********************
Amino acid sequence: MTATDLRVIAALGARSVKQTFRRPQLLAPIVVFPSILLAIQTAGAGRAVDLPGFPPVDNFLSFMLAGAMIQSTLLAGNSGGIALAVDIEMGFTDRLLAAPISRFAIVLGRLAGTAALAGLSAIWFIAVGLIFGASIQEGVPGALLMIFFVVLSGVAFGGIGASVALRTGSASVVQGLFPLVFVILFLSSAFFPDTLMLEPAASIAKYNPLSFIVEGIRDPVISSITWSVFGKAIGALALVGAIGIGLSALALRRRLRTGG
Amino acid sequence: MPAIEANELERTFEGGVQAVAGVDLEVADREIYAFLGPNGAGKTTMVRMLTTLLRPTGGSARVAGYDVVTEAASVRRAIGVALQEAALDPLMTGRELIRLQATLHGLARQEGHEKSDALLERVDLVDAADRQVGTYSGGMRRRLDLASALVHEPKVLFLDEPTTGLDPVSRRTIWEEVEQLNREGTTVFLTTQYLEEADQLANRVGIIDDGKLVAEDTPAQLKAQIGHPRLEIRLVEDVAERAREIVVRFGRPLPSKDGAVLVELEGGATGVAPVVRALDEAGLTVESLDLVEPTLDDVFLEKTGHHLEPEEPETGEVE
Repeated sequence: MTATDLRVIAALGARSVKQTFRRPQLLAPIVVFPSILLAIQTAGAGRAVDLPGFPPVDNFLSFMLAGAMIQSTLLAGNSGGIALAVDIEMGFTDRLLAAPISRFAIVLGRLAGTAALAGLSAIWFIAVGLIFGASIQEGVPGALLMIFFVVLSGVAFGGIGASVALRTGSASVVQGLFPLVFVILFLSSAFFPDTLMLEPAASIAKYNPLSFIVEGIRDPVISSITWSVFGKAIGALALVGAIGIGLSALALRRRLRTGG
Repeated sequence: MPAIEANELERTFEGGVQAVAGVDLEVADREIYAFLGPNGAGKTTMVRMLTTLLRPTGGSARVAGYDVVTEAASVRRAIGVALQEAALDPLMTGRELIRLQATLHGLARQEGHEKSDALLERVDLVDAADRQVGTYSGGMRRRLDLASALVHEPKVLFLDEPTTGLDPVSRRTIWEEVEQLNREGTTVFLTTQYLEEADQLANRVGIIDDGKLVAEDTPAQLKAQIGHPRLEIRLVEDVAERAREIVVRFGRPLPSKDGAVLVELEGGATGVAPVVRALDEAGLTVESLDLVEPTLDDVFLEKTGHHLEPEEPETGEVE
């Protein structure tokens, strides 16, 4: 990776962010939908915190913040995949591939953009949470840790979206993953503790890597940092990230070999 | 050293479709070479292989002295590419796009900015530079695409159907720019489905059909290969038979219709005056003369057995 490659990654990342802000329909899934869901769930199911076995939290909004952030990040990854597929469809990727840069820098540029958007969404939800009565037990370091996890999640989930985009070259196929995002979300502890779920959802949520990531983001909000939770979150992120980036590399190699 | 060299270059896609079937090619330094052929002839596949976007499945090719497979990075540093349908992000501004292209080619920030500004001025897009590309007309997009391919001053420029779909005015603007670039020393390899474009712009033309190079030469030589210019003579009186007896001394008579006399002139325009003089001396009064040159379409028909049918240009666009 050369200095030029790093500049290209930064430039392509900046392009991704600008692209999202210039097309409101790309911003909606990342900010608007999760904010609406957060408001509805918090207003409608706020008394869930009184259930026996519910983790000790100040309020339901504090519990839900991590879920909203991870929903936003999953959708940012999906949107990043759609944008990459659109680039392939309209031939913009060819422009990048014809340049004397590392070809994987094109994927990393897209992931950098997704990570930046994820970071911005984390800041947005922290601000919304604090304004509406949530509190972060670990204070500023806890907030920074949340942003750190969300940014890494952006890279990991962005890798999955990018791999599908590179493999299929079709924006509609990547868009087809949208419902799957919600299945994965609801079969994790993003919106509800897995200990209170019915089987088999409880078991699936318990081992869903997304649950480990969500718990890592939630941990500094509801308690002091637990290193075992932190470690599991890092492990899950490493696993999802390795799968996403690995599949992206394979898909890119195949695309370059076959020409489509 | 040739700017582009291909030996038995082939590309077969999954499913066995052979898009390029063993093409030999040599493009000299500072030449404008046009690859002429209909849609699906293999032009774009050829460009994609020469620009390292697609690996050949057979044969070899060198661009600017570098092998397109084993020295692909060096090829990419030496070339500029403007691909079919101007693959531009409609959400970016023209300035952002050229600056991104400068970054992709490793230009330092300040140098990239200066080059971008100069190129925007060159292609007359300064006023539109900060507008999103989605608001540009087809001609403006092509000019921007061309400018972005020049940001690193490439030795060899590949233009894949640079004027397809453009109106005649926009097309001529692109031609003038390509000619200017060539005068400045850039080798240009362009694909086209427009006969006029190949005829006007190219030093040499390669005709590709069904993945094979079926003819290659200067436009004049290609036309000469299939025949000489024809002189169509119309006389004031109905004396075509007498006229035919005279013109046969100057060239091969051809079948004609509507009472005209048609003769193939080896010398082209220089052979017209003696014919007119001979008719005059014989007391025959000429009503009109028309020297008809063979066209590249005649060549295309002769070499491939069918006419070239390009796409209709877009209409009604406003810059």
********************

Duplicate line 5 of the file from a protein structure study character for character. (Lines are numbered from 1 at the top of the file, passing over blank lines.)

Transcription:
């Protein structure tokens, strides 16, 4: 990776962010939908915190913040995949591939953009949470840790979206993953503790890597940092990230070999 | 050293479709070479292989002295590419796009900015530079695409159907720019489905059909290969038979219709005056003369057995 490659990654990342802000329909899934869901769930199911076995939290909004952030990040990854597929469809990727840069820098540029958007969404939800009565037990370091996890999640989930985009070259196929995002979300502890779920959802949520990531983001909000939770979150992120980036590399190699 | 060299270059896609079937090619330094052929002839596949976007499945090719497979990075540093349908992000501004292209080619920030500004001025897009590309007309997009391919001053420029779909005015603007670039020393390899474009712009033309190079030469030589210019003579009186007896001394008579006399002139325009003089001396009064040159379409028909049918240009666009 050369200095030029790093500049290209930064430039392509900046392009991704600008692209999202210039097309409101790309911003909606990342900010608007999760904010609406957060408001509805918090207003409608706020008394869930009184259930026996519910983790000790100040309020339901504090519990839900991590879920909203991870929903936003999953959708940012999906949107990043759609944008990459659109680039392939309209031939913009060819422009990048014809340049004397590392070809994987094109994927990393897209992931950098997704990570930046994820970071911005984390800041947005922290601000919304604090304004509406949530509190972060670990204070500023806890907030920074949340942003750190969300940014890494952006890279990991962005890798999955990018791999599908590179493999299929079709924006509609990547868009087809949208419902799957919600299945994965609801079969994790993003919106509800897995200990209170019915089987088999409880078991699936318990081992869903997304649950480990969500718990890592939630941990500094509801308690002091637990290193075992932190470690599991890092492990899950490493696993999802390795799968996403690995599949992206394979898909890119195949695309370059076959020409489509 | 040739700017582009291909030996038995082939590309077969999954499913066995052979898009390029063993093409030999040599493009000299500072030449404008046009690859002429209909849609699906293999032009774009050829460009994609020469620009390292697609690996050949057979044969070899060198661009600017570098092998397109084993020295692909060096090829990419030496070339500029403007691909079919101007693959531009409609959400970016023209300035952002050229600056991104400068970054992709490793230009330092300040140098990239200066080059971008100069190129925007060159292609007359300064006023539109900060507008999103989605608001540009087809001609403006092509000019921007061309400018972005020049940001690193490439030795060899590949233009894949640079004027397809453009109106005649926009097309001529692109031609003038390509000619200017060539005068400045850039080798240009362009694909086209427009006969006029190949005829006007190219030093040499390669005709590709069904993945094979079926003819290659200067436009004049290609036309000469299939025949000489024809002189169509119309006389004031109905004396075509007498006229035919005279013109046969100057060239091969051809079948004609509507009472005209048609003769193939080896010398082209220089052979017209003696014919007119001979008719005059014989007391025959000429009503009109028309020297008809063979066209590249005649060549295309002769070499491939069918006419070239390009796409209709877009209409009604406003810059």